If depression is the only issue it is entirely treatable, but it’s important to remember it’s common for both to happen together. While depression is not a simple thing to treat, a good mental health professional can frequently improve the symptoms of depression in the elderly.
Over half of elderly people who are hospitalized, recently had a major surgery, or diagnosed with cancer fit profiles of severe depression, which can be mistaken for dementia.
The complications from diabetes, especially if not treated aggressively, can cause all kinds of problems with memory, thinking ability, and motor skills due to damage from high levels of sugar in the blood building up on neurons. The process is roughly similar to cholesterol buildup on arteries in the heart.
Kidney function should be regularly checked in people who have existing conditions, especially those on dialysis or with other conditions that can affect the kidney, including diabetes, because a buildup of toxic products in the blood known as uremia can cause severe problems in the brain.
Heart and lung disease
Oxygenation of the brain, whether from a series of tiny strokes or impaired heart function, should also be explored. Possible solutions range from taking a baby aspirin every day, or beginning to use oxygenation masks for severe lung conditions such as emphysema. Long-term smokers are especially vulnerable, as several types of lung cancer secrete products that alter the blood chemistry.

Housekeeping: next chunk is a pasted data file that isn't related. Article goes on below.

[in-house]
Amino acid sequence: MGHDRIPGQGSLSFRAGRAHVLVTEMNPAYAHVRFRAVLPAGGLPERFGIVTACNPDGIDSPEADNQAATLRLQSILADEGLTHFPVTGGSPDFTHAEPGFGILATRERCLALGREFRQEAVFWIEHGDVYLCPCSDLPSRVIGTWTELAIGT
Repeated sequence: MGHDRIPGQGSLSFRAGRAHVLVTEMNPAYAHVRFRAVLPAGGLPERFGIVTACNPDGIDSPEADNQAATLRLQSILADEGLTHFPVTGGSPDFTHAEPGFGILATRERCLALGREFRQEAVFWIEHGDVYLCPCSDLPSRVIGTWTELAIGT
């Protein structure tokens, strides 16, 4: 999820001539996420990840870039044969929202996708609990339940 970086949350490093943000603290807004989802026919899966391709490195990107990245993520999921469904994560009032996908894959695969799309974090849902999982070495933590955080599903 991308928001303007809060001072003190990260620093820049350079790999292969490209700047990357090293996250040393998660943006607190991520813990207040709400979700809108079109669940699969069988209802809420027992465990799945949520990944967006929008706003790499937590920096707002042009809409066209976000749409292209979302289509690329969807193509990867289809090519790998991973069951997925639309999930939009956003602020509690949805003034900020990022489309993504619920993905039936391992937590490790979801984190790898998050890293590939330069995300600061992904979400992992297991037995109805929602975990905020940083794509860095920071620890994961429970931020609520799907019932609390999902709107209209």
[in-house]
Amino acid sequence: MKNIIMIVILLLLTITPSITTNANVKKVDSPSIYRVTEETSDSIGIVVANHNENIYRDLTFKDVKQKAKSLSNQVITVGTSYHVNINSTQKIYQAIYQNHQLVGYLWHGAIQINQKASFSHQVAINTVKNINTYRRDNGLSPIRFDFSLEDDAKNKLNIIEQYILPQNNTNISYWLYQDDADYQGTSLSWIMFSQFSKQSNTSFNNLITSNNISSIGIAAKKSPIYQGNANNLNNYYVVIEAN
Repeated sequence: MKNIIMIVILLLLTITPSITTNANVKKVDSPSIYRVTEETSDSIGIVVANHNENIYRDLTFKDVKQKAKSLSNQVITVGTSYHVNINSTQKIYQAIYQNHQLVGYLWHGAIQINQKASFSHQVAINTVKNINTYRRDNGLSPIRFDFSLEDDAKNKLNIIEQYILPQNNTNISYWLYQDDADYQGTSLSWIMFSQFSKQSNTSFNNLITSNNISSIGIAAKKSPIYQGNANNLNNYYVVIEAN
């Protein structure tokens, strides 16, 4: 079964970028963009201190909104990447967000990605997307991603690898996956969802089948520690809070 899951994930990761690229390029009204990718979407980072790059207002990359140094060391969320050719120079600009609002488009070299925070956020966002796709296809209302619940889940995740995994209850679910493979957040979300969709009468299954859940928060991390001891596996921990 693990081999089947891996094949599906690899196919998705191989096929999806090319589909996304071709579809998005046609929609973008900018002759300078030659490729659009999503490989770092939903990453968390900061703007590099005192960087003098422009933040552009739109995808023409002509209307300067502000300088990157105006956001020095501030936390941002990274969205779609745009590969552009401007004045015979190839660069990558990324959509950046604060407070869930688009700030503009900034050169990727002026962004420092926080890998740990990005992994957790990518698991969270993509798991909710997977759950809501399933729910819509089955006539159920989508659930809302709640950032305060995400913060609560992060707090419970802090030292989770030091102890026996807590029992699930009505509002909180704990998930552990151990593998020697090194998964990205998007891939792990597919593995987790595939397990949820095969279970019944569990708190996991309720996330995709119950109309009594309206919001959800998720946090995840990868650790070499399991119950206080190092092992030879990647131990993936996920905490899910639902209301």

On a similar note, people with problems with atherosclerosis and build up of cholesterol in their arteries, especially in the carotid arteries of the neck, can have problems getting enough oxygen to their brain. Other people with heart problems can have similar problems because their heart cannot work hard enough. Sometimes a pacemaker is set too slow. If you suspect this is a problem, you might check with your cardiologist for a work up.
The other side of the equation is prevention. Keeping your mind occupied is a major boost to health, and whether you prefer to enjoy a few hobbies on the side, or just never stopped learning, some studies show that use it or lose it doesn’t just apply to physical fitness.
One of the most powerful effects on state of mind is living environment. Where one lives is tied to identity and for many people, it’s where they have spent a majority of their life. Losing your home is a blow to the psyche with many subtle effects.
If you’re in charge of taking care of a family member, remember that assisted living and nursing homes are not all created equal, and options should be carefully explored before making any decisions.
Many people with normal mental function, especially if seriously ill, may briefly lose their mind and become disoriented if they find themselves in a strange place such as a hospital or nursing home, and this condition, known as delirium, is temporary and should not be confused with dementia.
For anyone having trouble with their memory, there are a few important things to rule out first. Ask your doctor about what else could be causing problems.